Two Montrealers living with degenerative diseases are going to court to challenge the federal and Quebec assisted dying laws. Both, they argue, contain restrictions that are unconstitutional.
The two plaintiffs — Jean Truchon, 49, and Nicole Gladu, 71 — say the restrictive eligibility criteria of both laws violate their Charter rights.
Alongside their lawyer, Jean-Pierre Ménard, the two plaintiffs explained at a news conference that they both suffer from serious and incurable health conditions that cause enduring and intolerable suffering. Their medical conditions, they stated, would render them eligible to access medical assistance in dying (MAID) put forward in the 2015 Supreme Court decision in Carter v. Canada.
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But under the existing laws, neither qualify because they do not meet the requirement that natural death be “reasonably foreseeable.”
While neither Truchon nor Gladu are at the end of their lives, both live with unbearable suffering and would like to end that suffering with dignity.
Truchon was born with cerebral palsy and said he lived a fulfilling and independent life until 2012, when he lost the use of his one functioning limb, his left arm.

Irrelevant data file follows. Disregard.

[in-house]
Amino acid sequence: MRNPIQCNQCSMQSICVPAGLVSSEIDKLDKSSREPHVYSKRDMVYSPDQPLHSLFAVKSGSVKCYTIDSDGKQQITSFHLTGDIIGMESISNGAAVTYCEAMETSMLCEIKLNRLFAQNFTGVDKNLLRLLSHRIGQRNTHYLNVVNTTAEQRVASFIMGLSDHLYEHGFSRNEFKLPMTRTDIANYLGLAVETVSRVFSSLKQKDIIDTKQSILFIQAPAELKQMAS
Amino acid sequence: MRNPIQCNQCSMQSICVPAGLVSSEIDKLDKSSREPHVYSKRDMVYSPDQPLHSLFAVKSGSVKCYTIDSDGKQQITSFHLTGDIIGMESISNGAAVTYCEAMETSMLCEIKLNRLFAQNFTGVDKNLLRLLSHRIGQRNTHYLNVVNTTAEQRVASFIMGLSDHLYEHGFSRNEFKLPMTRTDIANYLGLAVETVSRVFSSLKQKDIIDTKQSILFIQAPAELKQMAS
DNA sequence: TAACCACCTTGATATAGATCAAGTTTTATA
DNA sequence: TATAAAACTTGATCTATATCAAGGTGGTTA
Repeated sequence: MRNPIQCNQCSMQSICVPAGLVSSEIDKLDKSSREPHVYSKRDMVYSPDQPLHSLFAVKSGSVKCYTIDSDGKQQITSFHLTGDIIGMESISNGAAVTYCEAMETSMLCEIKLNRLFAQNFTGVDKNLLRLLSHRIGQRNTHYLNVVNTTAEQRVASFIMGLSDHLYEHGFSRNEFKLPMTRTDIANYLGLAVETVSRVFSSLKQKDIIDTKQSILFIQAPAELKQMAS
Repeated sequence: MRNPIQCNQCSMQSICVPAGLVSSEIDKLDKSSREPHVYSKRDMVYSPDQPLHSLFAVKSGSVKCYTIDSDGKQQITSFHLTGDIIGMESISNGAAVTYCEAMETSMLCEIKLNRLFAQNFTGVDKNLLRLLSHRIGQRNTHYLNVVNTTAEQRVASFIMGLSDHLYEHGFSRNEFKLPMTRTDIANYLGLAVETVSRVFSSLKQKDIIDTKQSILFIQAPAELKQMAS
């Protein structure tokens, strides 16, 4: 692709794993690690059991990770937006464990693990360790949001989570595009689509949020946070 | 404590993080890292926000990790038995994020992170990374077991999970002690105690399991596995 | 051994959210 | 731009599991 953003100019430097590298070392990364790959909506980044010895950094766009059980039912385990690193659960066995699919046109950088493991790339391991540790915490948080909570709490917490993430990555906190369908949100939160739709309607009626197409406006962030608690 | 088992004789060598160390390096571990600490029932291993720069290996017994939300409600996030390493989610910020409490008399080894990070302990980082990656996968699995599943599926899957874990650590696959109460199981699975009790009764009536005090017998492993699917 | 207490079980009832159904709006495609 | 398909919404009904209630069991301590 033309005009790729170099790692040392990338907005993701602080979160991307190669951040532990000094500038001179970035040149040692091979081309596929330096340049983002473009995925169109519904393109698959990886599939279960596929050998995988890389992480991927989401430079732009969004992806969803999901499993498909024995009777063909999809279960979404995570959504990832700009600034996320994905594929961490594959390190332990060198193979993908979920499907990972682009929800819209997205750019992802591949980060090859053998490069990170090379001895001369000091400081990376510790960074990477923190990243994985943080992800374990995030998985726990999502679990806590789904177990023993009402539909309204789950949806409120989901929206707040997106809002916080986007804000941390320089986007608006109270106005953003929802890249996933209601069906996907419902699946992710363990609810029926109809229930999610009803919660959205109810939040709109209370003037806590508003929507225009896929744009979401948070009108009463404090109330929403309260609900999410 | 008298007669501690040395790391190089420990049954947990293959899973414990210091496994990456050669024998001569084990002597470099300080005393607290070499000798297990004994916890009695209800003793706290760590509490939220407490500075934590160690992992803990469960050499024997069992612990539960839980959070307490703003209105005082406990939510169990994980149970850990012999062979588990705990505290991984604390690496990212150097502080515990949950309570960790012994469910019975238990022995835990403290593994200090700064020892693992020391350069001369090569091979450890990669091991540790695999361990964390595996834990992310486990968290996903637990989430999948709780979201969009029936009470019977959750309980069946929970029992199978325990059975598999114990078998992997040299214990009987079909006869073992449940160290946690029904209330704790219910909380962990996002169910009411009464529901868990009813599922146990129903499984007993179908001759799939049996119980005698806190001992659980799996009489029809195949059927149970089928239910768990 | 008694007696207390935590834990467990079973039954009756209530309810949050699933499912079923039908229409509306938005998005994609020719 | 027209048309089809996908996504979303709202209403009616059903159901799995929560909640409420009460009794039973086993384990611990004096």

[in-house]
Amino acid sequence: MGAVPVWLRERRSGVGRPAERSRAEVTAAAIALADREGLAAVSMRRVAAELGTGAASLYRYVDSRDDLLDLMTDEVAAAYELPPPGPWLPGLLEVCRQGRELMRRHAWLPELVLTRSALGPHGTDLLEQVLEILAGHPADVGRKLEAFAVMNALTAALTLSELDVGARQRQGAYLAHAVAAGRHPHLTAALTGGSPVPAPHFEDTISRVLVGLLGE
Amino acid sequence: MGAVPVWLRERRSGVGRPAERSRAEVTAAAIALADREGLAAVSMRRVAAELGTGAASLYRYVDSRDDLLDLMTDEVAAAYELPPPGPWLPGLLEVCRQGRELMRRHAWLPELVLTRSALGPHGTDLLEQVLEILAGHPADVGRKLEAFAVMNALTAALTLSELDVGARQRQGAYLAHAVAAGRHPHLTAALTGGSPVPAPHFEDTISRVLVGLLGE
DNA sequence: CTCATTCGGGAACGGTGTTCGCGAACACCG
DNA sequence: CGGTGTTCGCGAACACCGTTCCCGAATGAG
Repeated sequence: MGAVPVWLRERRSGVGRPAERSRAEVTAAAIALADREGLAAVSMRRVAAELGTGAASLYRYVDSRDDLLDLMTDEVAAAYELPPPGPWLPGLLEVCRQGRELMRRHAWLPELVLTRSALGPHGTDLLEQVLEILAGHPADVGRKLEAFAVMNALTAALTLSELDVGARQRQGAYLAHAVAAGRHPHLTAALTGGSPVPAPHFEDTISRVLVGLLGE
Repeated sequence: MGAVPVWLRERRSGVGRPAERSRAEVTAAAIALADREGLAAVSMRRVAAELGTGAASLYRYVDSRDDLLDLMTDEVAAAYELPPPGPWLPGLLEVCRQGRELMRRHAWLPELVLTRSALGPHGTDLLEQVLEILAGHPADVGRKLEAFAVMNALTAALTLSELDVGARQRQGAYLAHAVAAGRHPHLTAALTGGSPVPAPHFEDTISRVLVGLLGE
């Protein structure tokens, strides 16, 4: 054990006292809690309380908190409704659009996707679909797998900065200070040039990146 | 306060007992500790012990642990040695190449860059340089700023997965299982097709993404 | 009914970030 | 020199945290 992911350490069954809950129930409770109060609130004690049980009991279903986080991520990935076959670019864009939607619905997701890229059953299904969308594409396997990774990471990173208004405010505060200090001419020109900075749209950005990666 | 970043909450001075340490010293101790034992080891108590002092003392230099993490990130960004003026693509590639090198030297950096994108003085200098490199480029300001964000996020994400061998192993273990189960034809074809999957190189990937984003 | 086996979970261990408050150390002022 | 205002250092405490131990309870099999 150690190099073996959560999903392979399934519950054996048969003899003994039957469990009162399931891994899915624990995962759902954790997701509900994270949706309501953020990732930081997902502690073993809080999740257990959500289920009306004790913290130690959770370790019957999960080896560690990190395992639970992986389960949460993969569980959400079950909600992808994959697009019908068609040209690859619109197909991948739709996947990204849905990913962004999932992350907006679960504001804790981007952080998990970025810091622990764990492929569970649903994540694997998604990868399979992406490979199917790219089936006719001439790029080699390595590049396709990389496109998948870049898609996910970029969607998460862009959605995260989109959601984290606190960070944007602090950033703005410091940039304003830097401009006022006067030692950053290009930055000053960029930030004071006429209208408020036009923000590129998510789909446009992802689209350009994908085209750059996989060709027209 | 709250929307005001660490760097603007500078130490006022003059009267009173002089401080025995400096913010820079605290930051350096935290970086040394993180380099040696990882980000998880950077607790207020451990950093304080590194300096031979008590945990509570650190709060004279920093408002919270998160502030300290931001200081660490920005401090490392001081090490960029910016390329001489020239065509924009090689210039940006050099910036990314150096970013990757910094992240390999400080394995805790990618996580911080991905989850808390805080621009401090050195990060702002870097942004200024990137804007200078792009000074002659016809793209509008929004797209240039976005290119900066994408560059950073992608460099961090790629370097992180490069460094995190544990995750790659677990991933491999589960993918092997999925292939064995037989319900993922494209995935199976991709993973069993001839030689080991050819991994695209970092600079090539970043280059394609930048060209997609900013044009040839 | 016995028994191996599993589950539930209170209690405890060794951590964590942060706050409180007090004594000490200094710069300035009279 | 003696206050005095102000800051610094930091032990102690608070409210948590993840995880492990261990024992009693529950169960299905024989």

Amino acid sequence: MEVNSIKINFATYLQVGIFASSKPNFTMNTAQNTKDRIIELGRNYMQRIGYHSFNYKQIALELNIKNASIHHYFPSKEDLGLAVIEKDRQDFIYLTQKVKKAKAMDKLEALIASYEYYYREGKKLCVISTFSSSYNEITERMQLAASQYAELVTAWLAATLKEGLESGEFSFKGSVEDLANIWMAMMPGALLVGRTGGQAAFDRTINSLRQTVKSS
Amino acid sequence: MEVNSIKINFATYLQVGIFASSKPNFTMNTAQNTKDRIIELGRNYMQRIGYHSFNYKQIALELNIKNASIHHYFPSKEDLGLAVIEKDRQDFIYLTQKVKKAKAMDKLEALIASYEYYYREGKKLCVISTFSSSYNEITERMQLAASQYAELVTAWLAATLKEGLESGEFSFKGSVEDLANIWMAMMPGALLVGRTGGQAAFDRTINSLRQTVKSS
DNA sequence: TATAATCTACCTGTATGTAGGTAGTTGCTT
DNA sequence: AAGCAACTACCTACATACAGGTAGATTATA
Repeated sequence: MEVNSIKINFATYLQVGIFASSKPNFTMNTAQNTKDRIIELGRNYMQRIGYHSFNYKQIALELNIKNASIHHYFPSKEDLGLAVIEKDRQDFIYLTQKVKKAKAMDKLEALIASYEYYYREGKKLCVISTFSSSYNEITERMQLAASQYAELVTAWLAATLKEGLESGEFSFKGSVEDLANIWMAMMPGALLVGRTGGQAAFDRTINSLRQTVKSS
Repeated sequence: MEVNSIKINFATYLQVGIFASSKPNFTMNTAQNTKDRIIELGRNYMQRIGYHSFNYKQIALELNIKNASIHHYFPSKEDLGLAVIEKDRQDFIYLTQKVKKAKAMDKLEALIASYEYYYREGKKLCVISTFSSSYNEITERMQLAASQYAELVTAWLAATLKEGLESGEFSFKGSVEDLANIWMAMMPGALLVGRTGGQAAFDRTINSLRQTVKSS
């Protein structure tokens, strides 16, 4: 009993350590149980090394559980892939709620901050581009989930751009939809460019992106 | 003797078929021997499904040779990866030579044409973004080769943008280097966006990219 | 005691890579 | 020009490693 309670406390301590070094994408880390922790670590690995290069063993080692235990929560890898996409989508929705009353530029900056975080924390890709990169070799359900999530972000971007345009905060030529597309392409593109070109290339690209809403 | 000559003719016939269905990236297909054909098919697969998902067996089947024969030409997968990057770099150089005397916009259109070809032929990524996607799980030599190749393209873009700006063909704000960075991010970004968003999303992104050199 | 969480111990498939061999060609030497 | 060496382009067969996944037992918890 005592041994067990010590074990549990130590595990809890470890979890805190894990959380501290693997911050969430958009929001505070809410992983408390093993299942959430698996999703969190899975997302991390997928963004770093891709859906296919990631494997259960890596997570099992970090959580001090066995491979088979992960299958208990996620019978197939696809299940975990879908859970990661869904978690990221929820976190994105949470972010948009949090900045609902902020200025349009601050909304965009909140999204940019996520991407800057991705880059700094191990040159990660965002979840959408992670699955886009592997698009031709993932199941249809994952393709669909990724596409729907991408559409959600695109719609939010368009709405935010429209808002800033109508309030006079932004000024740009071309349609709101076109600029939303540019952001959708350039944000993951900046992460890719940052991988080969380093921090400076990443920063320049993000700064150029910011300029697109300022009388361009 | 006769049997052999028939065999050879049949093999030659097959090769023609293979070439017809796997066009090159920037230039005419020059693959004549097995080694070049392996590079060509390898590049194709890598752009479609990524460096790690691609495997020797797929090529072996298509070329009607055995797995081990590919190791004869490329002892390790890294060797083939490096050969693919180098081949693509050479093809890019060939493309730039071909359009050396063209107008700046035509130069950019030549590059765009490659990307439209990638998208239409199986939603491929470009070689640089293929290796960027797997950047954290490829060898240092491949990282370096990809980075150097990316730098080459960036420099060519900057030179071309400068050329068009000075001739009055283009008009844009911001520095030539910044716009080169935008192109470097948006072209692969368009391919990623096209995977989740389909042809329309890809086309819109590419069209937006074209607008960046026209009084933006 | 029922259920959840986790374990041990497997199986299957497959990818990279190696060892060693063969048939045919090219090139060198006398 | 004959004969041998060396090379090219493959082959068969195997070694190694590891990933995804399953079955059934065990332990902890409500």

In a statement read by an assistant, Truchon said he no longer recognizes the man he once was.
“A life in institutions is not for me,” his statement read. “I’ve tasted what living for myself is like and since I’ve lost that, the daily pleasures of living are not enough anymore.”
Gladu survived polio in her childhood, but has lived with post-polio syndrome for the past 30 years, which has gradually led to a spate of health problems and the deterioration of her quality of life.
“Each breath has become for me a conscious effort which consumes three-quarters of my waning energy,” she said, adding that, unlike cancer patients who can refuse treatment, individuals living with degenerative diseases have no available options because they have no treatment.
The challenge, she said, is a way of asking for “respect” for people with degenerative diseases who “have been watching death in the face for a long time in a progressive, rather than spectacular fashion.”
At the press conference, Ménard had strong words to say about the existing laws.
“It’s absolutely deplorable that these people who meet the law’s criteria —a serious and irremediable illness with intolerable suffering — need to go to court to have their rights met,” he said, according to a report published by the CBC.
“Simply, allow my clients and all the people in this condition to recover a right they have been deprived of unfairly and unlawfully by the federal government."
This is the first Quebec Superior Court challenge to the federal assisted dying law. Another challenge in British Columbia was launched last June, just 10 days after the law was passed.